質問: 言った and いう
質問: 言った and いう
In the text, we have these two sentences:
I understand いう to be the same as 言う. What I don't understand is why is it that the past tense 言った is used in the first sentence (と言った洋食) but not in the second one (という和食派). Or it doesn't really matter whether one uses 言った or いう in either sentence?
Since Cherryさん as a native speaker doesn't have any objection to your speculations, I'll accept them as indeed true as well!
>As for the difference between the 2 forms
I have never thought about the difference between the past tense and present tense of this phrase, nor have I used them correctly in my life!
You are such a great speaker of Japanese!
As you mentioned 「という・といった」can be translated as "so called". But I knew (very recently!) that this phrase has some negative connotations, which made me avoid using this phrase to explain 「という・といった」.
However, it is obvious that 「という・といった」is deprived from 「言う」. I mean the origin ofという・といったand 言うshould be the same. Thus, your thought really makes sense!
I would be very sorry if you do not understand what I said in this post because of my poor English.
It may be wrong, and not helpful to anyone but me, but anyway: I have always thought of という or といった as a way of saying "so called" without the negative connotations the phrase has in English. In that sense it is easy to see the いう as 言う in hiragana form.
As for the difference between the 2 forms. I am speculating, but I feel the present tense form connotes that the claim is obvious to everyone, in this case used for the class of Japanese breakfast foods, whereas the past is more tentative in tone, used for Western breakfast items. Either way, both could be technically correct in most cases, at least as far as my instinct tells me.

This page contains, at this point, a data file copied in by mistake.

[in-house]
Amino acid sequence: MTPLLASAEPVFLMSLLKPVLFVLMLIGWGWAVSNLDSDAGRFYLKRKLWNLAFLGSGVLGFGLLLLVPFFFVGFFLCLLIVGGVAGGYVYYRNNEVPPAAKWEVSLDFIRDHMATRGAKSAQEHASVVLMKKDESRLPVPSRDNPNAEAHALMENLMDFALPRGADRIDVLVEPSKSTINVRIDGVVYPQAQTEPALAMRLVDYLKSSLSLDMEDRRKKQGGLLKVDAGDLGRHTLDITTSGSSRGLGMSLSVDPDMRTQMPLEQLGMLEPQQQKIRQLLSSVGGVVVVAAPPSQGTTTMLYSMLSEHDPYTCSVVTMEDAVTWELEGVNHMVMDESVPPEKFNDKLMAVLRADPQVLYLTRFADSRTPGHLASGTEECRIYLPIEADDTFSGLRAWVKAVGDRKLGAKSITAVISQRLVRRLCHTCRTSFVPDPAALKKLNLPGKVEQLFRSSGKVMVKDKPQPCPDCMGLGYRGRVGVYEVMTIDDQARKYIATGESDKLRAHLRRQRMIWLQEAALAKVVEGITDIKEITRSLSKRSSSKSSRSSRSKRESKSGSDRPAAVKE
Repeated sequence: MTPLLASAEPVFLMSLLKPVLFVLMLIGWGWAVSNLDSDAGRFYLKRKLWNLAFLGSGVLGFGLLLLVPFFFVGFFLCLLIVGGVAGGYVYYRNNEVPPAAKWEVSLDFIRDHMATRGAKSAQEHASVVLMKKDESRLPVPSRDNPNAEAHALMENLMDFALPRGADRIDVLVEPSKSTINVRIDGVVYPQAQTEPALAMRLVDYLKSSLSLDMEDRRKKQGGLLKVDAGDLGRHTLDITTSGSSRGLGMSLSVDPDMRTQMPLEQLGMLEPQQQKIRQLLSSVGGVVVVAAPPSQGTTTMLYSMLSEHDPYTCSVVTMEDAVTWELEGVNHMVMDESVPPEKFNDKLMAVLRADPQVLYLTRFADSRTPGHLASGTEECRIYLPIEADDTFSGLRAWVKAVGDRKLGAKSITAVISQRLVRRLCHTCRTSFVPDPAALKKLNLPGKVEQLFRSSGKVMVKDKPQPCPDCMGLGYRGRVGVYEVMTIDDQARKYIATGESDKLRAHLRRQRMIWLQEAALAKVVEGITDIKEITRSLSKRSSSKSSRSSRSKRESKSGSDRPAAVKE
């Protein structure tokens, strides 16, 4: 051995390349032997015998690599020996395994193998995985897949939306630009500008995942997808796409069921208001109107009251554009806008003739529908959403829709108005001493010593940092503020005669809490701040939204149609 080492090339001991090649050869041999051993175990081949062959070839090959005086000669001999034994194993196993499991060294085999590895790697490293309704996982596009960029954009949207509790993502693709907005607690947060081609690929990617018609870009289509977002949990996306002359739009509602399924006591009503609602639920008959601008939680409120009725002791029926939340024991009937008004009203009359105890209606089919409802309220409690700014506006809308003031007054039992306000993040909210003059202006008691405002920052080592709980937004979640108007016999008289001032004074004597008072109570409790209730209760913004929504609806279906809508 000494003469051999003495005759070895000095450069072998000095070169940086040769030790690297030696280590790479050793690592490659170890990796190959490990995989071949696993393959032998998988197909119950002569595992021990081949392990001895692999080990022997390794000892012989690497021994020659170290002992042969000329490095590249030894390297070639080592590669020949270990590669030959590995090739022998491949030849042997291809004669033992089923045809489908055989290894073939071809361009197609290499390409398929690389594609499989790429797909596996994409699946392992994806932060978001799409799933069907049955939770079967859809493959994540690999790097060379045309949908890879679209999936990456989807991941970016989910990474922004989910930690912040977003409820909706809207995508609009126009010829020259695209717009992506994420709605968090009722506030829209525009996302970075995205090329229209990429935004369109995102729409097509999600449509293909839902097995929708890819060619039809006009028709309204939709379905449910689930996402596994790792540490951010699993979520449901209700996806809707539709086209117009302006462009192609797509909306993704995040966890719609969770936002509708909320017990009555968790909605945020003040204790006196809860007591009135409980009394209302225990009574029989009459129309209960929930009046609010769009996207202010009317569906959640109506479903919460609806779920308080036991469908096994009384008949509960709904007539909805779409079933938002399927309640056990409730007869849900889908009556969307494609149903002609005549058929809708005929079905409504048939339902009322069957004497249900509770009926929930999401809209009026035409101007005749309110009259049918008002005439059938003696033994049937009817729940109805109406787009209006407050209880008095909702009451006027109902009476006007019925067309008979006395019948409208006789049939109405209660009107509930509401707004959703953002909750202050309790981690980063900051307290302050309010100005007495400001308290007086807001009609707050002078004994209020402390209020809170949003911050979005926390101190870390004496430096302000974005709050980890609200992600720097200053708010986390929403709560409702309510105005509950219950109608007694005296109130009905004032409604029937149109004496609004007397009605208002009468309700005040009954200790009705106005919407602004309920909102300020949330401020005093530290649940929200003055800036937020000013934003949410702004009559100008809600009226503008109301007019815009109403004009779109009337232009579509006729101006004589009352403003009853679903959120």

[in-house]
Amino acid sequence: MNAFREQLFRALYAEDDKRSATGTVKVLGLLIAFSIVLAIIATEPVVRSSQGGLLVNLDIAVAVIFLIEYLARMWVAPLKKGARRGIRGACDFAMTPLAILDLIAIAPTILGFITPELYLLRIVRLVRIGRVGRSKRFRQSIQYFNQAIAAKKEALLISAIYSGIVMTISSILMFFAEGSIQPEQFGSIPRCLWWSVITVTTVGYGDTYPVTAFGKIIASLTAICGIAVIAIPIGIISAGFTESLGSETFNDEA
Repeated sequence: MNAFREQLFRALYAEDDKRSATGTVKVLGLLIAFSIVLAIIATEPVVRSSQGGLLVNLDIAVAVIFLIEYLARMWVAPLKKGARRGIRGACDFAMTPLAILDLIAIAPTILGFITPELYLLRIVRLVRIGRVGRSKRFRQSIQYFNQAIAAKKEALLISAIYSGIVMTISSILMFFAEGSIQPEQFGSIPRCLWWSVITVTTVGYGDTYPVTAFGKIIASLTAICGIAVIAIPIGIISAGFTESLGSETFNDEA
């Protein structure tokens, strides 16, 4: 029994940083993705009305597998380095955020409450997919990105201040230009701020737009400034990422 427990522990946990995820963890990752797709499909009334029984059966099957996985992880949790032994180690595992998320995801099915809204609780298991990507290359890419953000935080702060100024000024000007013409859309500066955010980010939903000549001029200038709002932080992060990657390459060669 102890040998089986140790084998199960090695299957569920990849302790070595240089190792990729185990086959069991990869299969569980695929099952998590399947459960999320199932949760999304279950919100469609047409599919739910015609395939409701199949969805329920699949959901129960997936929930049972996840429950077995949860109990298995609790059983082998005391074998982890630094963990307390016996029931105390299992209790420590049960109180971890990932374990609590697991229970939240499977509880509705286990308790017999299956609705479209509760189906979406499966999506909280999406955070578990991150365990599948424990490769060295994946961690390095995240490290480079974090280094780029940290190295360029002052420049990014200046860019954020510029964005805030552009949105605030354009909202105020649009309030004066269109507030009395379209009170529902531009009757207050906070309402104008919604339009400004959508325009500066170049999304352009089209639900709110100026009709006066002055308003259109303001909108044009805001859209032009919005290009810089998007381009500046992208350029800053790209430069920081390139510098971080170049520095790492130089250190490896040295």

Thanks for the clarification!
Thanks for the quick reply!
So 言う is different from という. But in the sentence 紅茶やコーヒーと言った洋食の朝食で育ちました, と言った is rather than といった is used. Is this a mistake then???
I grew up in the family which had the western style breakfast, such as tea or coffee.
My husband prefers having the Japanese style breakfast, such as rice and miso-shiru
「という・といった」is different from 「言う」
「言う」is used as a verb, but 「という・といった」isn't used as a verb, but used as a (may be) phrase.
It would be very difficult for non-native to tell one from the other.
But you could tell naturally the difference between the two after you read many sentences.